Think pink: this appeared to be the leading order of the day for Telenor Bridal Couture Week’s second installment. Designers departed from the traditional red hues for their brides, choosing to use a festive pink palette instead.
The designer remained true to her signature cuts and styling, with long, flowing dresses embellished with red roses, diamantes and pearls featuring heavily in the collection. Mughal’s muse was no ethereal, unobtainable beauty: she spoke volumes with deep necklines and backless tops. However, while the lehnga-cholis and gowns did make a statement, it may not be one that hits the right notes for many. The use of long hemlines and velvet fabric for a summer bride seemed out of place.
This collection took its cues from the brides of the 1980s, with Khan incorporating vintage kiran and gota in the fabric. With a wide-ranging colour palette running from red and maroon to grey and light pastel shades of pink, ghararasdominated Khan’s collection while net and organza were the primary fabrics. We truly loved the old-school feel to this collection, a throwback to the spring bride of decades past.
Her sari collection, featuring whites, pinks, purples and copper gold, also featured gota work, as well as kamdani,dabka and mukaish. Gandapur played with form, showing how material can be played with in terms of draping and thus giving greater depth to her collection. The use of jamawaar, lace and chiffon as primary materials was delightful.
Dubai-based designer Naz brought a fusion line to the catwalk, which featured brown, beige and white, and fish-tail gowns. We were bowled over by the gharara collection, with the long hemlines for the shirts. The intricate detailing of florals and extensive use of diamantes gave this collection a modern touch of class and grandeur.
We loved this grey-hued capsule collection to bits. Featuring everything from ghararas to saris, Chottani played with colour contrasts in maroon, red or purple, with much silver wire work. Kamdani was beautifully and effectively employed on the duppattas. With the inclusion of neatly cut sherwanis for grooms, this collection was clearly a winning choice for a bride and groom willing to experiment with cool tones of grey and silver for their big day.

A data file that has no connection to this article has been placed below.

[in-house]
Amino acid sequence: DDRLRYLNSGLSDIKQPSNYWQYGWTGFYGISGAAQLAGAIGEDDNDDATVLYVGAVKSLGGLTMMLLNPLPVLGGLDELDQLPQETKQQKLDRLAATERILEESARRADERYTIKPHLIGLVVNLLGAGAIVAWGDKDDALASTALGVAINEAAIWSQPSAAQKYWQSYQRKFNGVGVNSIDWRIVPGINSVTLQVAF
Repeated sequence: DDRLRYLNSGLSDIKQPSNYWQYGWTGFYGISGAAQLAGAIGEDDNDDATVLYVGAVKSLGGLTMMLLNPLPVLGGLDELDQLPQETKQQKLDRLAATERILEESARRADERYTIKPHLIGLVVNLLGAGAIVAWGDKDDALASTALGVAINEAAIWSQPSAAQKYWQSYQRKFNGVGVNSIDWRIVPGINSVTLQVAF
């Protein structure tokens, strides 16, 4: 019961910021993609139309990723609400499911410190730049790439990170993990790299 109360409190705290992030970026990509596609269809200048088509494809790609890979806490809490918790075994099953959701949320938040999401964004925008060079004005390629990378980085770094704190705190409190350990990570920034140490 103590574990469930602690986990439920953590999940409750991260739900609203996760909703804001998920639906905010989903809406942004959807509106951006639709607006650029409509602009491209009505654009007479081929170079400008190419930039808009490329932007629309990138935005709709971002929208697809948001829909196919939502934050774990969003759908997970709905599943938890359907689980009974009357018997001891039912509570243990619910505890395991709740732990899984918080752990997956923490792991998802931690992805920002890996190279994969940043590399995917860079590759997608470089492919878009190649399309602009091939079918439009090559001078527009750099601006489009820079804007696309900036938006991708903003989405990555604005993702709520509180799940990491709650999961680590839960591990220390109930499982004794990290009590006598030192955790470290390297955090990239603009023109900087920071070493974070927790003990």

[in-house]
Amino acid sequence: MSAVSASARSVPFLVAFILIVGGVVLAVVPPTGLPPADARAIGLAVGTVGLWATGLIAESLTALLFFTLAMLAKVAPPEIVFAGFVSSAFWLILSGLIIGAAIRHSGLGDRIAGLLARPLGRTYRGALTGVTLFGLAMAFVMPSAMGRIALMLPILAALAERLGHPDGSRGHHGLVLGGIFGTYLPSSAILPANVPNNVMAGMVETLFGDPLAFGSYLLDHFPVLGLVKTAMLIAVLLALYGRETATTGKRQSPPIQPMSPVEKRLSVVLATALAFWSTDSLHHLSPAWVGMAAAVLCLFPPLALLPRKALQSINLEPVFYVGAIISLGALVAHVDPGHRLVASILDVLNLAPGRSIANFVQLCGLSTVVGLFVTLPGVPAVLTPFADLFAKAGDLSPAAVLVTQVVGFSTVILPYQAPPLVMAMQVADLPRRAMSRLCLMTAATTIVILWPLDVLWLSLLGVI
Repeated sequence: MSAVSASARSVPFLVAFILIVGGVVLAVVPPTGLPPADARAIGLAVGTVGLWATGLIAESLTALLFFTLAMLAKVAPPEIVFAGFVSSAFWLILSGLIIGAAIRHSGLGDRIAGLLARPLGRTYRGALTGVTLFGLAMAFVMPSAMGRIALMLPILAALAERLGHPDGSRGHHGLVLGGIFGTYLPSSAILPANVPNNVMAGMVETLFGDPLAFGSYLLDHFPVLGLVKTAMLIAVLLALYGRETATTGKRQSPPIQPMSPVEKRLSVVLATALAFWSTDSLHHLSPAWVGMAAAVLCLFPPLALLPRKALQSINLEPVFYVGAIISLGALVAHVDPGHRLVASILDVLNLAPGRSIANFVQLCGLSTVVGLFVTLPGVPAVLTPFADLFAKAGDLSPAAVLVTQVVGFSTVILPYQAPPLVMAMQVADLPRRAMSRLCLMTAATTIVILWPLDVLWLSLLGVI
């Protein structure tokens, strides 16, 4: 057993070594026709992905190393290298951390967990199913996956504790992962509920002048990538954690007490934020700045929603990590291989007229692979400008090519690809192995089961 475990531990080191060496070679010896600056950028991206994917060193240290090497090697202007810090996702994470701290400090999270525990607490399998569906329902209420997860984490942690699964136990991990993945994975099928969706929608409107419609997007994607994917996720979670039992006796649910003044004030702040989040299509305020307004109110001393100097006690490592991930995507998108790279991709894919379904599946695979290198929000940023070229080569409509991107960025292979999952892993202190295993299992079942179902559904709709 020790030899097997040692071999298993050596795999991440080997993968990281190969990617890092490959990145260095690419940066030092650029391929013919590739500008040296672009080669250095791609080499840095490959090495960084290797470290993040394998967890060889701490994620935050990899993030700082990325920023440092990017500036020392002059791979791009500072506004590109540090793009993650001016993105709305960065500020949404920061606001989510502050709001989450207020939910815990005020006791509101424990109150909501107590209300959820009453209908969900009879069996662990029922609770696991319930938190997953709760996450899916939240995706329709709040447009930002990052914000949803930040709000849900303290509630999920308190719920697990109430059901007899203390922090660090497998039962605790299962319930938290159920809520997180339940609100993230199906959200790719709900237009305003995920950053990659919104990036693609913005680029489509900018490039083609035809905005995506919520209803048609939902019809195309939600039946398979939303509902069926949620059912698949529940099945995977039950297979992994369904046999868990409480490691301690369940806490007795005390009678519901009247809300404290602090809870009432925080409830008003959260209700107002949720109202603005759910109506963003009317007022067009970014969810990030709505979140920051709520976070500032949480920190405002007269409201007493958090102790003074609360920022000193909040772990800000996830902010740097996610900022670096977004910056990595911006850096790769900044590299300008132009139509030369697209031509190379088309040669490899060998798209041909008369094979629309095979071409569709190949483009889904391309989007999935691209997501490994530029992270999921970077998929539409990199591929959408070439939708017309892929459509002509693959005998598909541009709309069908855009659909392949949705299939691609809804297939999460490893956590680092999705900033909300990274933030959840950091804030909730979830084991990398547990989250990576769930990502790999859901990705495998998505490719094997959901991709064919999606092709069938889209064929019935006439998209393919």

With the use of embroideries in the form of thread wire work, tilla and some gota, Akram’s bridal collection also used velvets for men’s overcoats and women’s sari blouses, thus bringing his collection down a notch for us. While we were not impressed by the use of fabric, we loved the colour contrast set off by the use of deep reds and black.
Summer brides take note: these outfits would be perfectly suited to a dholki function. The modern cuts remained rooted in the aesthetics of Eastern apparel, with the inclusion of ghararas, shararas and farshis. Babar used crinkle chiffons and net in beige tones, set off by combinations of ice blue, pink and green.
Iqbal’s presentation was unique and ahead of the curve in its approach to a complete bridal collection. We were very happy to note the hues of parrot green and sea green in the jamawaar sherwanis for young shahbalas. Grooms were spoiled for choice with a collection of sherwanis in rust and blue shades, embellished with zardozi work on the front and accessorized with k’ula and khussas. The brides were an equal match – their heavy organza outfits and chiffon dupattas ran the gamut of colours from beige offset by a blazing red to blue and white. Iqbal deftly managed to give his collection a summer vibe without compromising on the rich, regal look he sought to achieve.
Published in The Express Tribune, June 9th, 2015.
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